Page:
18 Dec Is cavitation in autoinjectors harmful to the drug product?
Pharmaceutical industry focuses on developing prefilled syringe and autoinjector (AI) products by expanding features and capabilities. However, most of them might not be aware of an undesired phenomenon that may occur during drug solution injection called cavitation collapse. Cavitation is a phenomenon in which rapid changes of pressure in a liquid lead to the formation of small vapor-filled cavities, which upon collapsing, can generate an intense shock wave that may damage the device container and the protein drug molecules. Cavitation occurs in the syringe of the AI because of the syringe-drug relative displacement as a result of the syringe’s sudden acceleration and the ensuing pressure drop at the bottom of the container. Our high-speed video imaging visualizations show the occurrence of cavitation in many tested spring-driven AIs on the market. Therefore, it’s crucial to assess the potential damage of cavitation collapse on biomolecule drugs, syringes, and silicone oil lubricant coated on the inside of the syringe barrel.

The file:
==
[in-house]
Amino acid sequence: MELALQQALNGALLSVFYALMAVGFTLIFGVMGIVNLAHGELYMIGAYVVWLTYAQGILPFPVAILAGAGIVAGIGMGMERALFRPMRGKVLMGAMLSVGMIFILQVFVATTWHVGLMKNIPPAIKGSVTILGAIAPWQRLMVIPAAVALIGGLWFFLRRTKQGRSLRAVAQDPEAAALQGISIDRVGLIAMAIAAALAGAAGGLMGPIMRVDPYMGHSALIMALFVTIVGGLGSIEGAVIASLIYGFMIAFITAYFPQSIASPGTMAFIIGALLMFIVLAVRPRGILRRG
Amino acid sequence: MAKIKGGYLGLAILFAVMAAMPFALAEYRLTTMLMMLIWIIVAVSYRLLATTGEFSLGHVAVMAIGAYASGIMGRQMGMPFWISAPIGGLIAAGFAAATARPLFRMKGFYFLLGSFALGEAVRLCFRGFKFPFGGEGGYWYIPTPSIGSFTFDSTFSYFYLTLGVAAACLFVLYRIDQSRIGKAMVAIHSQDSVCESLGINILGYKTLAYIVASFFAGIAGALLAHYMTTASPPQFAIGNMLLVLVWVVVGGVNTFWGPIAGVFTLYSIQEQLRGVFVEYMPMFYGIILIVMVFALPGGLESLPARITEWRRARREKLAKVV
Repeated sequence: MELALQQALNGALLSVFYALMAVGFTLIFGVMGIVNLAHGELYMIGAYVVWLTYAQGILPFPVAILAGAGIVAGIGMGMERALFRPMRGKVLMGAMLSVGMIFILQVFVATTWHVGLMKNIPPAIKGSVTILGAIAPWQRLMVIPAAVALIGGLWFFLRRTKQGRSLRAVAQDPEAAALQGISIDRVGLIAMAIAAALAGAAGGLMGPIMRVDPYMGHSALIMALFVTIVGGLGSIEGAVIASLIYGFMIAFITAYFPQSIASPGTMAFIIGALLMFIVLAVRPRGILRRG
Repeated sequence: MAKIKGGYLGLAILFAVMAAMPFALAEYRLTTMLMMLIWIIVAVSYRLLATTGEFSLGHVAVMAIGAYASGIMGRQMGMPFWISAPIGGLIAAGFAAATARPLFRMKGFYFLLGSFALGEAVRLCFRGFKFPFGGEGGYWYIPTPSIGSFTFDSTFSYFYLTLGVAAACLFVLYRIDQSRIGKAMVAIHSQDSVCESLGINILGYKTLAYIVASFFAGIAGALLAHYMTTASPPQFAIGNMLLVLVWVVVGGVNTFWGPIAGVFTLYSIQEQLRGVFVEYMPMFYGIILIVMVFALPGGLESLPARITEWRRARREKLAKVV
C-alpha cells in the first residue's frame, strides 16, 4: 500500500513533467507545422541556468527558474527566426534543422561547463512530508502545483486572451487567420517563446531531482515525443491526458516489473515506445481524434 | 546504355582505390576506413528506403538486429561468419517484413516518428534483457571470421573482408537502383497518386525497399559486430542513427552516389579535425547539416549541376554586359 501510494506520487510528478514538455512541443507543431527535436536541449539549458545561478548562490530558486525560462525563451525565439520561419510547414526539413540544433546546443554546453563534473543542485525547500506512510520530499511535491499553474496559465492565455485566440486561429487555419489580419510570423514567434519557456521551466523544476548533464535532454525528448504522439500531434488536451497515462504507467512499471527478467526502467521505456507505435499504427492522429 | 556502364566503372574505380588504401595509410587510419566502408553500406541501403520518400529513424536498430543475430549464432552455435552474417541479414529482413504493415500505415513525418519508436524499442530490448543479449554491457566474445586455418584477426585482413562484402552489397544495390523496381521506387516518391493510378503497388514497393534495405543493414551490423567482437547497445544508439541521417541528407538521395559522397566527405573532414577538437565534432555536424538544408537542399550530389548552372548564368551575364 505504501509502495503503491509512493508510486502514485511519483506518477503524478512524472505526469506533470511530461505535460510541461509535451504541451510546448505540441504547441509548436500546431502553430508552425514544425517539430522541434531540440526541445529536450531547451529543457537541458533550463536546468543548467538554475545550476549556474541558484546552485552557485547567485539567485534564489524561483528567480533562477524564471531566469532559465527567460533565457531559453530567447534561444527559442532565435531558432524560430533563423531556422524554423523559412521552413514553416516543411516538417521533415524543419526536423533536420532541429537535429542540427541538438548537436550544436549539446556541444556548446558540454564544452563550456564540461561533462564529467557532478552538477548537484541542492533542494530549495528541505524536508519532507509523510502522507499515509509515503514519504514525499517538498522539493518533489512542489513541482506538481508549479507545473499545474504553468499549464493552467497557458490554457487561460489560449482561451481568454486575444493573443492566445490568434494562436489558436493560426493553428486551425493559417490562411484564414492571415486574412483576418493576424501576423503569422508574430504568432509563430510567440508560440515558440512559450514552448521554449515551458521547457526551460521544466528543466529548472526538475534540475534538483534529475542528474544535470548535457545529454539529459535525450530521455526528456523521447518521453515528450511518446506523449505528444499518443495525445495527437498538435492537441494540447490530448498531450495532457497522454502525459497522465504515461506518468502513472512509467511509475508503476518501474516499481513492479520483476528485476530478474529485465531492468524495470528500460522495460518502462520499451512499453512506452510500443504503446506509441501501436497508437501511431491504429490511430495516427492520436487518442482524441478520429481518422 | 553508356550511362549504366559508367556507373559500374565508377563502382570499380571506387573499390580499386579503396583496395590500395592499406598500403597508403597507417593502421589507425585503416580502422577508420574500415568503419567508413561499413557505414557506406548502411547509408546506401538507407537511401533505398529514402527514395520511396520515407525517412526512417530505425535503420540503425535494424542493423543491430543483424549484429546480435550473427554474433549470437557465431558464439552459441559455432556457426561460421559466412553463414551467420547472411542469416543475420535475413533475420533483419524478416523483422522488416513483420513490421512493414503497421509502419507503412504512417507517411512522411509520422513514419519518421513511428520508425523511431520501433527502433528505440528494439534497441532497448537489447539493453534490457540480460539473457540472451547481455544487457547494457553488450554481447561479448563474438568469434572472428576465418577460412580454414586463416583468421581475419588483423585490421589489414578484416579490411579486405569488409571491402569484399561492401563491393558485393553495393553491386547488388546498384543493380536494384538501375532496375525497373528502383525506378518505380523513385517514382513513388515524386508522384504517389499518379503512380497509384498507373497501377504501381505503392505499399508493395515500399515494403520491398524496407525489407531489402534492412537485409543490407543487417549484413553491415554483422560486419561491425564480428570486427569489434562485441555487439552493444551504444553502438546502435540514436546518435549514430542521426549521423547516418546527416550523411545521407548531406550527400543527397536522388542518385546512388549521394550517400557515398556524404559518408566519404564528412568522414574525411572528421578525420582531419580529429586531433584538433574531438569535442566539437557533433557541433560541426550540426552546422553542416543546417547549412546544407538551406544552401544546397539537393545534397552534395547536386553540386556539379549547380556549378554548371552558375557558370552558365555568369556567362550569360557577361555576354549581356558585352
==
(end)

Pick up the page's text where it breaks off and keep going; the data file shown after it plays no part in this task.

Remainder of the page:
We present the first detailed analysis of cavitation occurrence in AIs due to the sudden syringe acceleration. Effects of syringe and autoinjectors design parameters such as drive spring force, air gap size, fluid column height, and fluid viscosity on the cavitation intensity are investigated. In addition, the effects of preexisting air bubbles in the syringes on the severity of cavitation are analyzed and a cavitation intensity map is presented to show the most probable locations for severe cavitation in an autoinjector. The results indicate that larger drive spring force generates stronger cavitation since they generate higher syringe acceleration during the insertion stage, corresponding to a higher pressure drop at the bottom of the syringe, and the most severe cavitation occurrs in a syringe with a smaller air gap size. Moreover, the probability of cavitation occurrence in smaller fluid column height is significantly smaller than the larger column height, and the corresponding cavitation intensity in terms of induced extension rate is one order of magnitude lower. Also, for each configuration of the autoinjector, less severe cavitation occurrs in the syringes filled with more viscous fluid.